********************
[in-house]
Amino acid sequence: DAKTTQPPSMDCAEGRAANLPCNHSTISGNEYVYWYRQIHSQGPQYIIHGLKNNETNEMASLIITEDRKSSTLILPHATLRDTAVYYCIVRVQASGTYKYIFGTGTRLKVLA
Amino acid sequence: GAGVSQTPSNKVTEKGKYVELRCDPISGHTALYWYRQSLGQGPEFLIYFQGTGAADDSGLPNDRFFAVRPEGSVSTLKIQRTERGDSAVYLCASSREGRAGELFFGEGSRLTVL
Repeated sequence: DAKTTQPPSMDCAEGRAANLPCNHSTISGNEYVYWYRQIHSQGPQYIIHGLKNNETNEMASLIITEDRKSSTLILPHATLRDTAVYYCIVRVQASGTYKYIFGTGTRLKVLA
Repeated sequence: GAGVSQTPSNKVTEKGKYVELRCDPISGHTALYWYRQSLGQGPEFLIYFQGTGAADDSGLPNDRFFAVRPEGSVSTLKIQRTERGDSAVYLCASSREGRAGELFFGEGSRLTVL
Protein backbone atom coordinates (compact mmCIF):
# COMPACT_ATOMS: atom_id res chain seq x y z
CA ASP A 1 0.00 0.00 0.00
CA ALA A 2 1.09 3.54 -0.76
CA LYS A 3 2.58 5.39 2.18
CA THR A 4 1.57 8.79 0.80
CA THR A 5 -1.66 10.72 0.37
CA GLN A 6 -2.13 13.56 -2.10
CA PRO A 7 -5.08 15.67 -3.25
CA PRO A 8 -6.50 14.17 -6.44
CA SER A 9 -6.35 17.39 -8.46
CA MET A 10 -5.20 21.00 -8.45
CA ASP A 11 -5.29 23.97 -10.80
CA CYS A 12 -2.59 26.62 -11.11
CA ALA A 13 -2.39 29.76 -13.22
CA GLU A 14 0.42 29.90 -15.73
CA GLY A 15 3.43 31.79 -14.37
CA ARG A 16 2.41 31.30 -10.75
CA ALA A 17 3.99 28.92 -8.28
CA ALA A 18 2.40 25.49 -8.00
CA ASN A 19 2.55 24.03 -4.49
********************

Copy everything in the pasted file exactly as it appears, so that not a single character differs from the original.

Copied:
[in-house]
Amino acid sequence: DAKTTQPPSMDCAEGRAANLPCNHSTISGNEYVYWYRQIHSQGPQYIIHGLKNNETNEMASLIITEDRKSSTLILPHATLRDTAVYYCIVRVQASGTYKYIFGTGTRLKVLA
Amino acid sequence: GAGVSQTPSNKVTEKGKYVELRCDPISGHTALYWYRQSLGQGPEFLIYFQGTGAADDSGLPNDRFFAVRPEGSVSTLKIQRTERGDSAVYLCASSREGRAGELFFGEGSRLTVL
Repeated sequence: DAKTTQPPSMDCAEGRAANLPCNHSTISGNEYVYWYRQIHSQGPQYIIHGLKNNETNEMASLIITEDRKSSTLILPHATLRDTAVYYCIVRVQASGTYKYIFGTGTRLKVLA
Repeated sequence: GAGVSQTPSNKVTEKGKYVELRCDPISGHTALYWYRQSLGQGPEFLIYFQGTGAADDSGLPNDRFFAVRPEGSVSTLKIQRTERGDSAVYLCASSREGRAGELFFGEGSRLTVL
Protein backbone atom coordinates (compact mmCIF):
# COMPACT_ATOMS: atom_id res chain seq x y z
CA ASP A 1 0.00 0.00 0.00
CA ALA A 2 1.09 3.54 -0.76
CA LYS A 3 2.58 5.39 2.18
CA THR A 4 1.57 8.79 0.80
CA THR A 5 -1.66 10.72 0.37
CA GLN A 6 -2.13 13.56 -2.10
CA PRO A 7 -5.08 15.67 -3.25
CA PRO A 8 -6.50 14.17 -6.44
CA SER A 9 -6.35 17.39 -8.46
CA MET A 10 -5.20 21.00 -8.45
CA ASP A 11 -5.29 23.97 -10.80
CA CYS A 12 -2.59 26.62 -11.11
CA ALA A 13 -2.39 29.76 -13.22
CA GLU A 14 0.42 29.90 -15.73
CA GLY A 15 3.43 31.79 -14.37
CA ARG A 16 2.41 31.30 -10.75
CA ALA A 17 3.99 28.92 -8.28
CA ALA A 18 2.40 25.49 -8.00
CA ASN A 19 2.55 24.03 -4.49